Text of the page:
One new student who comes to visit Cleo regularly is a young woman, I’ll call her Bea, for whom school is simply exhausting. She was diagnosed with ADD three or four years ago and has been learning to manage her focus, attention and organization since then. Staying on task and attentive to the events in a classroom for six periods a day is an effort that takes every ounce of her willpower and energy. In fact, it verges on the heroic, but she is so committed to her education that she makes that effort with cheerful good grace every day. Then she comes to my office and wrestles with Cleo. They roll around on the floor together, Cleo trying to lick Bea’s nose while Bea tries to defend herself. Sometimes Cleo will sneak up behind her, stand on her hind legs and wrap her front legs around Bea’s neck, pinning her as she chews on her hair. The first time all this happened I tried to stop Cleo from being so rough. Bea made it very clear that she loved it, in fact, that she needed just that kind of brawling energy.
Friday was the back to school dance, and Cleo and I chaperoned set up. Our dances, possibly uniquely, are held in our school library which makes it easy for me to monitor the decorating committee. Their approach this time around was minimalist: a few laser lights, a fog machine and several beach balls. They finished pretty quickly. Since Cleo and I were on duty for another hour and half, I closed the outside doors and let her run around the building. When I opened the baby gate to let her out, you would have thought I’d opened the gates to Disneyland. “No way! For real?!” a student exclaimed, gaping at me. “Sure,” I said. For the next forty-five minutes I heard two or three students and a very happy dog pelting around two floors of the library. Chase, Fetch, Keep-away, Monkey in the Middle, Tag and Race-You-to-the-Top-of-the-Stairs cycled around each other.
Gradually, each student was picked up for dinner before the dance. I heard the last, “Bye Cleo!” and figured it was time to collect her before she started tip-toeing around on my cracked ceiling again. I stepped out of my office, but stopped, stood still and listened.
Pock! Jingle-jingle-jingle. Pock! Jingle-jingle-jingle.
I quietly stepped forward and peeked over the railing down to the bottom floor. I hadn’t realized Simon was in the library still; I thought he’d left as soon as set up was finished. Yet there he stood at one end of the library, Cleo’s ball in hand. As I watched, he bounced it hard against the floor, Pock! As it flew up, Cleo danced on her hind legs, forefeet in the air, then as it came down she dashed after it, grabbed it and brought it back to him: jingle-jingle-jingle went her collar. She dropped it at his feet. He bounced it again: Pock! Jingle-jingle-jingle.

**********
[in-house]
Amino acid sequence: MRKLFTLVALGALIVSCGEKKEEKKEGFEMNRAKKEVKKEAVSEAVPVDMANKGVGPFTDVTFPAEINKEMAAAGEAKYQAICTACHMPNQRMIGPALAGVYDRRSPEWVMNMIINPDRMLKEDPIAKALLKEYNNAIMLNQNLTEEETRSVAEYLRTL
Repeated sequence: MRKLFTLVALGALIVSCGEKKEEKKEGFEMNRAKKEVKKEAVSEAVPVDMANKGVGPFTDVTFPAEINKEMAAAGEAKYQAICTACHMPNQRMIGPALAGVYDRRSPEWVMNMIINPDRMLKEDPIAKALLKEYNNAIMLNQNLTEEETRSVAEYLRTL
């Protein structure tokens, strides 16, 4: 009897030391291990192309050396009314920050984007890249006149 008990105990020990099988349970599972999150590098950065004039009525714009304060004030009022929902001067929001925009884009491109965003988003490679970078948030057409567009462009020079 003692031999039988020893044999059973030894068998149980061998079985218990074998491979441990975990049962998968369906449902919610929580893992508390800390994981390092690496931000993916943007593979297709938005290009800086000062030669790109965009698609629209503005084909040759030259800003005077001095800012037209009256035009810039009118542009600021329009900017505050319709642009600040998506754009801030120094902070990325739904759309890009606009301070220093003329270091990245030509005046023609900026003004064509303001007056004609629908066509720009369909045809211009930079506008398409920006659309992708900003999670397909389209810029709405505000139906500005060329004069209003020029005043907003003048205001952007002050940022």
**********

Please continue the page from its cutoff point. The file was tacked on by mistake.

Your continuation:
On Thursday morning, Simon’s father had come to speak to me. Simon, one of the most principled, earnest people I’ve ever known, has been showing signs of depression lately, expressing to his dad a sense of hopelessness. Both his father and his mother suffer from bipolar disorder, the onset of which often accompanies puberty. Simon’s dad came in to ask me to keep an eye on him.
As he played with Cleo, Simon’s face was intent and serious. He didn’t smile at her antics. He was completely unaware, of course, that it is almost unheard of for Cleo to bring the ball back and drop it. After all, Keep-away is her favorite game. I backed away; I didn’t want him to see me watching. I listened in, though, as they played for several more minutes. Once or twice I heard Simon chuckle quietly. Then the sounds of the game stopped and I heard him talking softly to Cleo. I have no idea what he was saying to her, but a few moments later, he bounded up the stairs two at a time. He banged out of the library and an instant later I heard him call out to one of his friends. As I watched through the window, the two boys met in the center of the Quad, laughed and headed up to the parking lot.
Cleo had followed Simon up the stairs and stood, tongue lolling, looking after him. She saw me and walked over to sit on my foot. “Good job, Baby Girl,” I told her.
My students seem to know what they need from a therapy dog. And Cleo knows how to respond. The official therapy dog certification, that’s for us humans. Our dogs already know what to do.